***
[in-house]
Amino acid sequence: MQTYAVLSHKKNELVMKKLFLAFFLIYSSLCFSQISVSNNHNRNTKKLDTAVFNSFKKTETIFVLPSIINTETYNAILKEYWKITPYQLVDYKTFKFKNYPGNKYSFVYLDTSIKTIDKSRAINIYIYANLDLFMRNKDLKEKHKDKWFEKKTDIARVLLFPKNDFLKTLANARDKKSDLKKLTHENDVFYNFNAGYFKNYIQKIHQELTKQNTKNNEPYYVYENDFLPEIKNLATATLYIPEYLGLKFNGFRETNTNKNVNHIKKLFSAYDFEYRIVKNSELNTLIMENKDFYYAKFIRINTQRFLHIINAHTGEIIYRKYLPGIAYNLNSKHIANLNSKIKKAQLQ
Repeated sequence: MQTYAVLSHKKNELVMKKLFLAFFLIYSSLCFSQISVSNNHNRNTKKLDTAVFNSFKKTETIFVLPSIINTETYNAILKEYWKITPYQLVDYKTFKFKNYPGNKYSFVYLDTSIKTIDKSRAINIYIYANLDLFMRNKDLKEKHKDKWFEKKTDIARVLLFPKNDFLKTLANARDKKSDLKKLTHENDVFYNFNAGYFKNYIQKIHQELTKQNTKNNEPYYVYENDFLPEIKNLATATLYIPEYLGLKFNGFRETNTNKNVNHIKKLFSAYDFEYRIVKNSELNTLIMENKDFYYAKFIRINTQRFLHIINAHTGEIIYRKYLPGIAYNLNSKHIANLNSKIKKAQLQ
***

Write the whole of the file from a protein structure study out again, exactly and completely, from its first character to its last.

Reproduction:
[in-house]
Amino acid sequence: MQTYAVLSHKKNELVMKKLFLAFFLIYSSLCFSQISVSNNHNRNTKKLDTAVFNSFKKTETIFVLPSIINTETYNAILKEYWKITPYQLVDYKTFKFKNYPGNKYSFVYLDTSIKTIDKSRAINIYIYANLDLFMRNKDLKEKHKDKWFEKKTDIARVLLFPKNDFLKTLANARDKKSDLKKLTHENDVFYNFNAGYFKNYIQKIHQELTKQNTKNNEPYYVYENDFLPEIKNLATATLYIPEYLGLKFNGFRETNTNKNVNHIKKLFSAYDFEYRIVKNSELNTLIMENKDFYYAKFIRINTQRFLHIINAHTGEIIYRKYLPGIAYNLNSKHIANLNSKIKKAQLQ
Repeated sequence: MQTYAVLSHKKNELVMKKLFLAFFLIYSSLCFSQISVSNNHNRNTKKLDTAVFNSFKKTETIFVLPSIINTETYNAILKEYWKITPYQLVDYKTFKFKNYPGNKYSFVYLDTSIKTIDKSRAINIYIYANLDLFMRNKDLKEKHKDKWFEKKTDIARVLLFPKNDFLKTLANARDKKSDLKKLTHENDVFYNFNAGYFKNYIQKIHQELTKQNTKNNEPYYVYENDFLPEIKNLATATLYIPEYLGLKFNGFRETNTNKNVNHIKKLFSAYDFEYRIVKNSELNTLIMENKDFYYAKFIRINTQRFLHIINAHTGEIIYRKYLPGIAYNLNSKHIANLNSKIKKAQLQ